Recently, there has been a lot of fan speculation surrounding Battlefronts intentions to do a new game based on the Napoleonic wars era of the early 19th Century using the WWII FoW as a base, however as yet Battlefront have made no official announcement as to what their successor game will be. Many players and fans have also come up with "homebrew" rulesets for Napoleonic and modern era wargaming, using FoW as a base.
Models And Availability Edit
Models for use in game are manufactured by Battlefront themselves and consist of highly detailed multipart metal and resin models. Models can be bought in blister packs, small box sets, large box sets and army deal box sets. Other manufacturers 15mm figures can be used to play FoW if a player with an existing 15mm army wants to get into the game. Battlefront have also publicly stated on several occasions that other manufacturers models are fine to be used in tournaments where FoW is being played. All Battlefront asks is that other manufacturers models are not displayed or talked about on the official Flames of War discussion forums (http://fow.flamesofwar.com). It is general consensus among most FoW players that Battlefronts figures are the best quality sculptures available in 15mm with the greatest levels of detail.
Battlefront produces models for ground forces, such as infantry, vehicles and field guns, and in mid 2006 released sets of 1/144 aircraft. (Hurricane II, JU-87 'Stuka', Il-2 'Shturmovik' and P-40 'Warhawk')
Flames of War miniatures are available direct from Battlefront, but can also be picked up in many good hobby and wargames shops, as well as some toy retailers, though most 15mm World War II miniatures can work so long as they are based the same as the official minis.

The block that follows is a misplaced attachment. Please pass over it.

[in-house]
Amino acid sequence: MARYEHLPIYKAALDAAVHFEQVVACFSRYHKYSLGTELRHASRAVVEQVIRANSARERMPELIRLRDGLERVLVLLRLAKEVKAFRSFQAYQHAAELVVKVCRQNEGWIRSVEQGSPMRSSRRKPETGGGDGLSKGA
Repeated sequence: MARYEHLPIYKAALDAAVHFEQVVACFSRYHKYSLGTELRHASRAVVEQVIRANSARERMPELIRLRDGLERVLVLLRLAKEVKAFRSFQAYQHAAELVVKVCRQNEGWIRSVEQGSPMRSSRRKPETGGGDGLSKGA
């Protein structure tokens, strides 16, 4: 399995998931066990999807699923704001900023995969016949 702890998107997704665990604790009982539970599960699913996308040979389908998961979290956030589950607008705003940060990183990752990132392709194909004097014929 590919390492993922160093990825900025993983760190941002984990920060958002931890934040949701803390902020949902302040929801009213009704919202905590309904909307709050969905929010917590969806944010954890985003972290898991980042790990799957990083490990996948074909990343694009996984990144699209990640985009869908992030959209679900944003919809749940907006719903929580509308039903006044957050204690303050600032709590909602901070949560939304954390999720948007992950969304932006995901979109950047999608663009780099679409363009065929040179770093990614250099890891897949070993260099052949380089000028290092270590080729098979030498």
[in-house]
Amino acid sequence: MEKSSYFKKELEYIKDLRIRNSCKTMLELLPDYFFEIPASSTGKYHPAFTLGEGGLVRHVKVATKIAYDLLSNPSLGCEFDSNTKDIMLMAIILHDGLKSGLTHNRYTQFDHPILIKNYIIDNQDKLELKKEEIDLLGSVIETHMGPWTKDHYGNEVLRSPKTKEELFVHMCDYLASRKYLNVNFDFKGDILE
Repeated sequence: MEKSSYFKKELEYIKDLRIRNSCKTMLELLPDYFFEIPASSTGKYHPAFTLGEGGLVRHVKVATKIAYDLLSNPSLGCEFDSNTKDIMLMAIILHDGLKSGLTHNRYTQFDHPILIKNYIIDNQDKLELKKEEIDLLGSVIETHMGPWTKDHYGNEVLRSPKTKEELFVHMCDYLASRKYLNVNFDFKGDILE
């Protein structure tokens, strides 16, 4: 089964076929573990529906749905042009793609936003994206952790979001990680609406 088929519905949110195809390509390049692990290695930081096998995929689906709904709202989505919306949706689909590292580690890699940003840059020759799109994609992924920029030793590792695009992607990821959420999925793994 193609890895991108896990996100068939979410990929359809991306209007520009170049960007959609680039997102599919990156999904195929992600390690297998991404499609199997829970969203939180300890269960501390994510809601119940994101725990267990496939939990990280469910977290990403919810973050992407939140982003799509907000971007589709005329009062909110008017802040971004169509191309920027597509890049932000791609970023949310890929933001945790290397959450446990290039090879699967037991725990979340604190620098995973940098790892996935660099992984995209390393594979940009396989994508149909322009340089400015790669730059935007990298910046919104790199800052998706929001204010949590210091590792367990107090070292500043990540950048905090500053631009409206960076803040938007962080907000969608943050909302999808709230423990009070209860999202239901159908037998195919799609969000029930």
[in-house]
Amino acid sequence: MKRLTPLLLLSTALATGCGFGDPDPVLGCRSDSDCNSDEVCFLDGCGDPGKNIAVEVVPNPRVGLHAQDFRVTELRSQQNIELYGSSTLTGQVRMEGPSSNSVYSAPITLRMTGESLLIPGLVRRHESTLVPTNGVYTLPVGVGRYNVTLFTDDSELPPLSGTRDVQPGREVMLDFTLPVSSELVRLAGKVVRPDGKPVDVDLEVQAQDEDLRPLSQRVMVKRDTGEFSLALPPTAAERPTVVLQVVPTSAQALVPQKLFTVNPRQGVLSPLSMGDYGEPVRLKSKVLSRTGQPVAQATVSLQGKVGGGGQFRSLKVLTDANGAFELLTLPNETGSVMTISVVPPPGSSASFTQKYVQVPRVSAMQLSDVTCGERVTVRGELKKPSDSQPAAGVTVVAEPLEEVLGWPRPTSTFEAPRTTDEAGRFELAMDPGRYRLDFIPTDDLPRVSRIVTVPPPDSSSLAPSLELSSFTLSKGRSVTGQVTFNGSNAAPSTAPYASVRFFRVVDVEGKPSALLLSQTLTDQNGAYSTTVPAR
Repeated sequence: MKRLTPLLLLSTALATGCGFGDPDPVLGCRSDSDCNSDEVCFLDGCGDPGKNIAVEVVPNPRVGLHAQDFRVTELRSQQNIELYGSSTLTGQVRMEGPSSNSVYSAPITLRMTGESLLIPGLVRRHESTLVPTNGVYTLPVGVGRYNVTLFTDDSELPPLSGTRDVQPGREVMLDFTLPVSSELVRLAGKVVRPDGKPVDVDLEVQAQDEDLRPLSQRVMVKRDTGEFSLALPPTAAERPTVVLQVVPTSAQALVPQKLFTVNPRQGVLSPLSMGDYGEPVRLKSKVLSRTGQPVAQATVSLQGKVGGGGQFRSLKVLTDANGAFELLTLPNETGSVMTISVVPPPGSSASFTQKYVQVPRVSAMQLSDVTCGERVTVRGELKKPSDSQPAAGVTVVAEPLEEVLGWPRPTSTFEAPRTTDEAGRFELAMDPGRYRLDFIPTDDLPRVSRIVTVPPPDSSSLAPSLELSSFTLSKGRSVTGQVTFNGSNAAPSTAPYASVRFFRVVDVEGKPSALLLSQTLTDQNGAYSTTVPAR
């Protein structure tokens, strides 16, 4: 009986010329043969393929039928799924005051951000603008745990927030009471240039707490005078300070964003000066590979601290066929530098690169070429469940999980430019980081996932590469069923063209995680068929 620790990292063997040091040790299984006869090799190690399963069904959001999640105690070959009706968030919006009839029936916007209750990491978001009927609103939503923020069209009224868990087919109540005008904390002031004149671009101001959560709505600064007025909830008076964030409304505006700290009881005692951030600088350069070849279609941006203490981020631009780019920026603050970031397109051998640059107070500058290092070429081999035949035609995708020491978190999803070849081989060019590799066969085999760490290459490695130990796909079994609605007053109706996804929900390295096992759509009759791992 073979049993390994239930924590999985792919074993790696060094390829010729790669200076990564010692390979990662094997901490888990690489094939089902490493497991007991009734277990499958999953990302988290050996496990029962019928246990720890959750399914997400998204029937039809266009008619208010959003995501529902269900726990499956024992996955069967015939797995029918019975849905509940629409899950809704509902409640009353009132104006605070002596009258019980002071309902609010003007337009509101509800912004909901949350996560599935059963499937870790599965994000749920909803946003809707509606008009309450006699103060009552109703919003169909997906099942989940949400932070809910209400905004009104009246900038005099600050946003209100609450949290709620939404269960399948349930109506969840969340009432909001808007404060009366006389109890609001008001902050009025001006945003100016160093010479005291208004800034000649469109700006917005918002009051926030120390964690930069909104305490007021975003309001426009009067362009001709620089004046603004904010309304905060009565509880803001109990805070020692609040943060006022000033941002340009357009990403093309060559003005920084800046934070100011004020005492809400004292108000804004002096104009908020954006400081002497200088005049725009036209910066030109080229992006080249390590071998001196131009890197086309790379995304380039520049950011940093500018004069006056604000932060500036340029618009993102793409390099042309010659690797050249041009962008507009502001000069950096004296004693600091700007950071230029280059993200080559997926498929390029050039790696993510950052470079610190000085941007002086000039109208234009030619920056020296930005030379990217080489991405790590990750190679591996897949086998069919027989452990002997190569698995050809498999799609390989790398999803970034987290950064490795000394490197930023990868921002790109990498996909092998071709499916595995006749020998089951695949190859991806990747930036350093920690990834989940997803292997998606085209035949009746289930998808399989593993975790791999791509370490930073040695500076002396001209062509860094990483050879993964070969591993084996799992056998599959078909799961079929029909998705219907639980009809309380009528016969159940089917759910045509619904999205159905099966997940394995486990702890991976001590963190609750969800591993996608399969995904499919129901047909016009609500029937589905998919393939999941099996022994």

Unlike many historical wargames the miniatures for Flames of war are packaged in such a way as to simplify building a force. Each pack will include the bases for the figures inside the package as well as most of the options you can field the force with. Many of the blisters or boxed sets actually include everything you need to field a full platoon of that type, though some will require the purchase of additional blisters in order to field a full platoon. This has added to the game's appeal of being easy to get into.
Gale Force 9 has also been releasing licensed products for the game including an artillery template, army specific counters/markers and most recently announced magnetic base kits.
t depicted on the board but rather is assumed to be firing bombardments from a considerable distance from the battlefield. Also the fact that game initiative is a IGOUGO turn-based system and lacks opportunity fire are common complaints from those who play more traditional miniatures wargames which try to more accurately simulate warfare instead of focusing on the gaming aspect. Also the forces are "points based" to allow for easy pickup play and tournament play, whereas most historical miniatures wargames tend to be accurate depictions of actual battles with forces representative of those that were actually at the battle and were not always "balanced".
Other historical wargamers have embraced Flames of War for its appeal to gamers who previously hadn't played historical games and its ability to be a "one stop shop" to introduce people not only to World War II historical gaming but also to miniatures wargaming in general. Though the mechanics differ greatly from most historical wargames many feel that the end results are quite similar and realistic. They view Flames of War as a great "entry" game to historical wargaming and hope that it will increase interest in other more traditional systems and periods of historical wargaming.